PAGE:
Roseanne Barr has always been a trailblazer. Throughout her career, the comedian often broached topics that made FCC censors deeply uncomfortable, and one of those topics was the wildly distressing idea of... menstruation.
In February of 1989, Roseanne’s self-titled ABC sitcom ― which is getting a reboot slated for 2018 ― aired an episode that focused on her 11-year-old TV daughter, Darlene, getting her first period. As Roseanne told Oprah in an interview several years later, getting that episode on air was one of several battles she had with the network.
“They’re have just been so many [battles],” Roseanne said back then. “The menstruation show... It was hard because that had never been on television.”
It certainly wasn’t Roseanne’s first fight in her efforts to speak openly about women’s bodies TV. “When I first went on the ‘Tonight Show,’ they didn’t want to let me say ‘uterus,’” Roseanne pointed out, referencing her 1985 appearance on Johnny Carson’s late-night program. “They said, ‘Well, nobody’s ever said that on television.”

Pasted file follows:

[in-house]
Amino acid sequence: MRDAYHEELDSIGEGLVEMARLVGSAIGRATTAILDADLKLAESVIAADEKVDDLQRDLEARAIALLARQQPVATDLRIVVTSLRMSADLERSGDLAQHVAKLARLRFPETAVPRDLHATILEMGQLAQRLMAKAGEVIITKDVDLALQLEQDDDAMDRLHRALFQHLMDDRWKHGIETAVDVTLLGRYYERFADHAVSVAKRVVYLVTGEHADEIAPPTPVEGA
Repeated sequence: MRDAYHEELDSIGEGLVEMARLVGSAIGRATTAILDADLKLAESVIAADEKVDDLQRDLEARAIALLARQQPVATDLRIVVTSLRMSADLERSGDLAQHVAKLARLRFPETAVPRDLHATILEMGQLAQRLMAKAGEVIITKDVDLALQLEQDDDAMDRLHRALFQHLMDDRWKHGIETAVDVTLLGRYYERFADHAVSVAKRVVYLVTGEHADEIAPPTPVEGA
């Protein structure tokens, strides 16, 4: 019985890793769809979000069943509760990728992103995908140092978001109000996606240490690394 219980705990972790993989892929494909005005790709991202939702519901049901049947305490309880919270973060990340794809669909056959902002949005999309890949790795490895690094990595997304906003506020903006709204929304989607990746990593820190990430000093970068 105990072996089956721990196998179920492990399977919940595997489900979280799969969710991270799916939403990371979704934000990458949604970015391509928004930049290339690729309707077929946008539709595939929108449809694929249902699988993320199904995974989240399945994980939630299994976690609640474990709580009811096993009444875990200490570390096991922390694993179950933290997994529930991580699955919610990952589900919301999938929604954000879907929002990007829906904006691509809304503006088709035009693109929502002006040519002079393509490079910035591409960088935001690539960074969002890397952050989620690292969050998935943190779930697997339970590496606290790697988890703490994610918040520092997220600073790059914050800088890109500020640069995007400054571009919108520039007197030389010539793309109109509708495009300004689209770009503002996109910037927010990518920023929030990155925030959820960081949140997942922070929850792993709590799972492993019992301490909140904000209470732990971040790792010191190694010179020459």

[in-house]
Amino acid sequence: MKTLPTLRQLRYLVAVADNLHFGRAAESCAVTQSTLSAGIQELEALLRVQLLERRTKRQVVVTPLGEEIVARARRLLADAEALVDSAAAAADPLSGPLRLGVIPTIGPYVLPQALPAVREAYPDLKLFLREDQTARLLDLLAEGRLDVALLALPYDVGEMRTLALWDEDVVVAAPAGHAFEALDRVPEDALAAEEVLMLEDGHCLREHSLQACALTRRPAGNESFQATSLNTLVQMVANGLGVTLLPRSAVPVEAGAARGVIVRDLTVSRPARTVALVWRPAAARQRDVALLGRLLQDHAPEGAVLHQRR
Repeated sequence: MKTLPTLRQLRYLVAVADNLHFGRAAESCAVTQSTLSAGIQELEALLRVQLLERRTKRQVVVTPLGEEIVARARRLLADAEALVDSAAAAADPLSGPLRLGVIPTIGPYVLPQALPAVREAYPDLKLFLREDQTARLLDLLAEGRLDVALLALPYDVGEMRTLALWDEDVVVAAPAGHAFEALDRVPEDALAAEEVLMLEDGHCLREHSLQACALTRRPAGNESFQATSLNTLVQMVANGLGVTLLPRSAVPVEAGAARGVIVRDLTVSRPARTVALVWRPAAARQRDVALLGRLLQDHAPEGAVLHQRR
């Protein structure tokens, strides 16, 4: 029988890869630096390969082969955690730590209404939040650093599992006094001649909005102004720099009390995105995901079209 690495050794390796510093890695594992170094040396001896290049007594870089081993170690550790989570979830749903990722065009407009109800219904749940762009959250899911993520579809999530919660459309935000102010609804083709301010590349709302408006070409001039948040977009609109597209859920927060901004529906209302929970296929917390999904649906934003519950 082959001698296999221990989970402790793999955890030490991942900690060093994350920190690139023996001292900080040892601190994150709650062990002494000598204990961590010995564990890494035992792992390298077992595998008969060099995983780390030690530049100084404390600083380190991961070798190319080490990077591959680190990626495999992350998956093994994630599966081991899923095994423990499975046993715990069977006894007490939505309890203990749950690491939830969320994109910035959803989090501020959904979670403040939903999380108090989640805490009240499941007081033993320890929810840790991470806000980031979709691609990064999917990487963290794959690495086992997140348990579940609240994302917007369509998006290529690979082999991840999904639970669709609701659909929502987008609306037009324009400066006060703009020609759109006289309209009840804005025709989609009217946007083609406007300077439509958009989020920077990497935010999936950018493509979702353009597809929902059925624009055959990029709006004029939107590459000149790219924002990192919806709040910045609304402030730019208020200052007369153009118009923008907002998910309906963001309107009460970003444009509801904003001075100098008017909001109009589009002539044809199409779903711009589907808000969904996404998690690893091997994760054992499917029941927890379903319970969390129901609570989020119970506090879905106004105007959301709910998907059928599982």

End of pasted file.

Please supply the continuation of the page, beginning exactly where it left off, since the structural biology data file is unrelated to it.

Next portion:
Roseanne’s response? “Then we’ll be the first!”
This mantra, she said, opened doors for “Roseanne” to explore “taboo” topics like the menstruation episode. “People think if it’s never happened, then it should never happen, but as soon as one person does it, it’s open,” she said.
Meanwhile, Roseanne added, she never could understand the censors’ concern about discussing periods.
“They were, like, really afraid, I think, that if little girls heard that they were going to start menstruating, they start doing it all over town or something,” Roseanne joked. “It’s one of the things we pretend on television, one of the things we pretend that doesn’t happen ― as well as families arguing, as well as a million other things.”
If we can take away anything from the original “Roseanne” run, this unbridled realness is as much a part of the show as it is the star herself, which makes the reboot truly something to look forward to.
For more topical throwbacks, sign up for the This Week on OWN Newsletter. -- This feed and its contents are the property of The Huffington Post, and use is subject to our terms. It may be used for personal consumption, but may not be distributed on a website.